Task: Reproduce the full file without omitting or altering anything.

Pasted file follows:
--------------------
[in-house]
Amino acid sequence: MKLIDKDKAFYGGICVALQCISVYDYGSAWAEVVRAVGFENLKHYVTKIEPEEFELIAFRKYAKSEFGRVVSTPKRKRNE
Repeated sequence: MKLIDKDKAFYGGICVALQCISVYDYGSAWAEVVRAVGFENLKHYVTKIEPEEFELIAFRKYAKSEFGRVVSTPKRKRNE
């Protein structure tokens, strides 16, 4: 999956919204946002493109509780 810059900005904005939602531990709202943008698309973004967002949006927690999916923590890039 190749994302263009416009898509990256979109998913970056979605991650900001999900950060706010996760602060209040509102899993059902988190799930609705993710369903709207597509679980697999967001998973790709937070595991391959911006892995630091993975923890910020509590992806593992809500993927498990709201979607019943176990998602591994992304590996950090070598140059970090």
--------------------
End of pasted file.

[in-house]
Amino acid sequence: MKLIDKDKAFYGGICVALQCISVYDYGSAWAEVVRAVGFENLKHYVTKIEPEEFELIAFRKYAKSEFGRVVSTPKRKRNE
Repeated sequence: MKLIDKDKAFYGGICVALQCISVYDYGSAWAEVVRAVGFENLKHYVTKIEPEEFELIAFRKYAKSEFGRVVSTPKRKRNE
């Protein structure tokens, strides 16, 4: 999956919204946002493109509780 810059900005904005939602531990709202943008698309973004967002949006927690999916923590890039 190749994302263009416009898509990256979109998913970056979605991650900001999900950060706010996760602060209040509102899993059902988190799930609705993710369903709207597509679980697999967001998973790709937070595991391959911006892995630091993975923890910020509590992806593992809500993927498990709201979607019943176990998602591994992304590996950090070598140059970090």